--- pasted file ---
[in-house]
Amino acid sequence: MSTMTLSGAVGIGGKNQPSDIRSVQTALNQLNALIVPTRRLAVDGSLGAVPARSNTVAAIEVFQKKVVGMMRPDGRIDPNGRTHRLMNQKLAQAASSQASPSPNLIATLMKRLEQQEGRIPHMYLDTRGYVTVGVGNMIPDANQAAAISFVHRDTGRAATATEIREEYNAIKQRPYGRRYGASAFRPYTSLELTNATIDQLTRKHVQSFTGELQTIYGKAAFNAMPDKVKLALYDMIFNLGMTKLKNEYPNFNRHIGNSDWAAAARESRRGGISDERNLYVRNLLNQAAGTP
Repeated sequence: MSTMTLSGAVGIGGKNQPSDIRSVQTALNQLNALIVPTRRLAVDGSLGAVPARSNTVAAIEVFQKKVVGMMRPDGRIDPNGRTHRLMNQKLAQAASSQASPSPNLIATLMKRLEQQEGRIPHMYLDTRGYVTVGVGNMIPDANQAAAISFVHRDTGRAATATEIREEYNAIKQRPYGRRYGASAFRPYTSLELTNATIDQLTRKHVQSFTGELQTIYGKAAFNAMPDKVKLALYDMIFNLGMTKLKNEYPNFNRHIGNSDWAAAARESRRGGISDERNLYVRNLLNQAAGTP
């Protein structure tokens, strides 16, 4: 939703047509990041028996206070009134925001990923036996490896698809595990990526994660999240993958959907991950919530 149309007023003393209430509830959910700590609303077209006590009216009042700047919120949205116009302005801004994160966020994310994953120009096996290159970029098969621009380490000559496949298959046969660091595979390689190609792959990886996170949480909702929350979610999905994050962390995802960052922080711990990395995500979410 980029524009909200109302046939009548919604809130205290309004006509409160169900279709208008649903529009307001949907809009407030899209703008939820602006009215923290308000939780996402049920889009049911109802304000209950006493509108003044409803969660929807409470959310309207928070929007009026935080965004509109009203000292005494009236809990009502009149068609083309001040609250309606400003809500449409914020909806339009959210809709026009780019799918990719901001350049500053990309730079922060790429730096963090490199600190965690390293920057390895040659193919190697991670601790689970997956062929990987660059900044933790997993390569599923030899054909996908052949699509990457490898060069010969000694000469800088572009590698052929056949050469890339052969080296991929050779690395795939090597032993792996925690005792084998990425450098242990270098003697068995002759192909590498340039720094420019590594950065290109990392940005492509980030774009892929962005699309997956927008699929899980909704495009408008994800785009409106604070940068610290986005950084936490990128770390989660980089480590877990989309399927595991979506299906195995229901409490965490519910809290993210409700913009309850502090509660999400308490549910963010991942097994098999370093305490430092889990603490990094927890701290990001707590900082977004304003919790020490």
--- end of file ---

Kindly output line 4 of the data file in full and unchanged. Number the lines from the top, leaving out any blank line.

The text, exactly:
């Protein structure tokens, strides 16, 4: 939703047509990041028996206070009134925001990923036996490896698809595990990526994660999240993958959907991950919530 149309007023003393209430509830959910700590609303077209006590009216009042700047919120949205116009302005801004994160966020994310994953120009096996290159970029098969621009380490000559496949298959046969660091595979390689190609792959990886996170949480909702929350979610999905994050962390995802960052922080711990990395995500979410 980029524009909200109302046939009548919604809130205290309004006509409160169900279709208008649903529009307001949907809009407030899209703008939820602006009215923290308000939780996402049920889009049911109802304000209950006493509108003044409803969660929807409470959310309207928070929007009026935080965004509109009203000292005494009236809990009502009149068609083309001040609250309606400003809500449409914020909806339009959210809709026009780019799918990719901001350049500053990309730079922060790429730096963090490199600190965690390293920057390895040659193919190697991670601790689970997956062929990987660059900044933790997993390569599923030899054909996908052949699509990457490898060069010969000694000469800088572009590698052929056949050469890339052969080296991929050779690395795939090597032993792996925690005792084998990425450098242990270098003697068995002759192909590498340039720094420019590594950065290109990392940005492509980030774009892929962005699309997956927008699929899980909704495009408008994800785009409106604070940068610290986005950084936490990128770390989660980089480590877990989309399927595991979506299906195995229901409490965490519910809290993210409700913009309850502090509660999400308490549910963010991942097994098999370093305490430092889990603490990094927890701290990001707590900082977004304003919790020490």